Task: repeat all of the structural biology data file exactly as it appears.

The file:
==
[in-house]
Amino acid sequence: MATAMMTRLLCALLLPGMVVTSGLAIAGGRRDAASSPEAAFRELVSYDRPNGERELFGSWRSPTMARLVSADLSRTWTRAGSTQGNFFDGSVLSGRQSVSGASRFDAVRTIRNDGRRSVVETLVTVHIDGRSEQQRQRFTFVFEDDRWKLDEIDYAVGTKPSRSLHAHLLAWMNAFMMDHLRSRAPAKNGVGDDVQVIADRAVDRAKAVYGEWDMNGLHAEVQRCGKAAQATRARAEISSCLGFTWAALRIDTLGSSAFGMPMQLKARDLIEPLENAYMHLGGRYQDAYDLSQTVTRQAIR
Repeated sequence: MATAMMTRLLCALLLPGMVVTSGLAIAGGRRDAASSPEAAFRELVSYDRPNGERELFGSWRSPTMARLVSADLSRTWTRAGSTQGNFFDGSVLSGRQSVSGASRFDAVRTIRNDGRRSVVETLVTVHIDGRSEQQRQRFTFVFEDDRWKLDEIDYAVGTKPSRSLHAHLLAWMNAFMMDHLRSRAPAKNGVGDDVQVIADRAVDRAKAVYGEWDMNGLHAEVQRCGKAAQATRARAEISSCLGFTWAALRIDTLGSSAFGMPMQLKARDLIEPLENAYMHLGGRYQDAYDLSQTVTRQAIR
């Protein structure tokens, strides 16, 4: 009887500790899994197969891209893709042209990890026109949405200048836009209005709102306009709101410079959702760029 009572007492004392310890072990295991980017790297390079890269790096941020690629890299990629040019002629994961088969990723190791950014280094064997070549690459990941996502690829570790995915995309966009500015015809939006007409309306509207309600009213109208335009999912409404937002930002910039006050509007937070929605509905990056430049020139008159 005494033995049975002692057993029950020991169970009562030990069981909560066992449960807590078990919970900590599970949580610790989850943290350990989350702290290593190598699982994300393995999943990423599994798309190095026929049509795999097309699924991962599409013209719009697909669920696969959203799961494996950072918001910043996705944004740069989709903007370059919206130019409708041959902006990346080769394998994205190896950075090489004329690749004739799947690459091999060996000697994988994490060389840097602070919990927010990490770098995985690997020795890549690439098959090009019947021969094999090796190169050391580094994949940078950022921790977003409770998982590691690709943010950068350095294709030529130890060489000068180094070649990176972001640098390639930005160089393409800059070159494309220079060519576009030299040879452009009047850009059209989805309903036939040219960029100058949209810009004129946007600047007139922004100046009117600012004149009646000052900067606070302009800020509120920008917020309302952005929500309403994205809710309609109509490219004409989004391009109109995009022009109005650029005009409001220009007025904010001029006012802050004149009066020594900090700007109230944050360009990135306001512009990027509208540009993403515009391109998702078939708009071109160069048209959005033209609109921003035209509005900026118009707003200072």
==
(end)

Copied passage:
[in-house]
Amino acid sequence: MATAMMTRLLCALLLPGMVVTSGLAIAGGRRDAASSPEAAFRELVSYDRPNGERELFGSWRSPTMARLVSADLSRTWTRAGSTQGNFFDGSVLSGRQSVSGASRFDAVRTIRNDGRRSVVETLVTVHIDGRSEQQRQRFTFVFEDDRWKLDEIDYAVGTKPSRSLHAHLLAWMNAFMMDHLRSRAPAKNGVGDDVQVIADRAVDRAKAVYGEWDMNGLHAEVQRCGKAAQATRARAEISSCLGFTWAALRIDTLGSSAFGMPMQLKARDLIEPLENAYMHLGGRYQDAYDLSQTVTRQAIR
Repeated sequence: MATAMMTRLLCALLLPGMVVTSGLAIAGGRRDAASSPEAAFRELVSYDRPNGERELFGSWRSPTMARLVSADLSRTWTRAGSTQGNFFDGSVLSGRQSVSGASRFDAVRTIRNDGRRSVVETLVTVHIDGRSEQQRQRFTFVFEDDRWKLDEIDYAVGTKPSRSLHAHLLAWMNAFMMDHLRSRAPAKNGVGDDVQVIADRAVDRAKAVYGEWDMNGLHAEVQRCGKAAQATRARAEISSCLGFTWAALRIDTLGSSAFGMPMQLKARDLIEPLENAYMHLGGRYQDAYDLSQTVTRQAIR
């Protein structure tokens, strides 16, 4: 009887500790899994197969891209893709042209990890026109949405200048836009209005709102306009709101410079959702760029 009572007492004392310890072990295991980017790297390079890269790096941020690629890299990629040019002629994961088969990723190791950014280094064997070549690459990941996502690829570790995915995309966009500015015809939006007409309306509207309600009213109208335009999912409404937002930002910039006050509007937070929605509905990056430049020139008159 005494033995049975002692057993029950020991169970009562030990069981909560066992449960807590078990919970900590599970949580610790989850943290350990989350702290290593190598699982994300393995999943990423599994798309190095026929049509795999097309699924991962599409013209719009697909669920696969959203799961494996950072918001910043996705944004740069989709903007370059919206130019409708041959902006990346080769394998994205190896950075090489004329690749004739799947690459091999060996000697994988994490060389840097602070919990927010990490770098995985690997020795890549690439098959090009019947021969094999090796190169050391580094994949940078950022921790977003409770998982590691690709943010950068350095294709030529130890060489000068180094070649990176972001640098390639930005160089393409800059070159494309220079060519576009030299040879452009009047850009059209989805309903036939040219960029100058949209810009004129946007600047007139922004100046009117600012004149009646000052900067606070302009800020509120920008917020309302952005929500309403994205809710309609109509490219004409989004391009109109995009022009109005650029005009409001220009007025904010001029006012802050004149009066020594900090700007109230944050360009990135306001512009990027509208540009993403515009391109998702078939708009071109160069048209959005033209609109921003035209509005900026118009707003200072």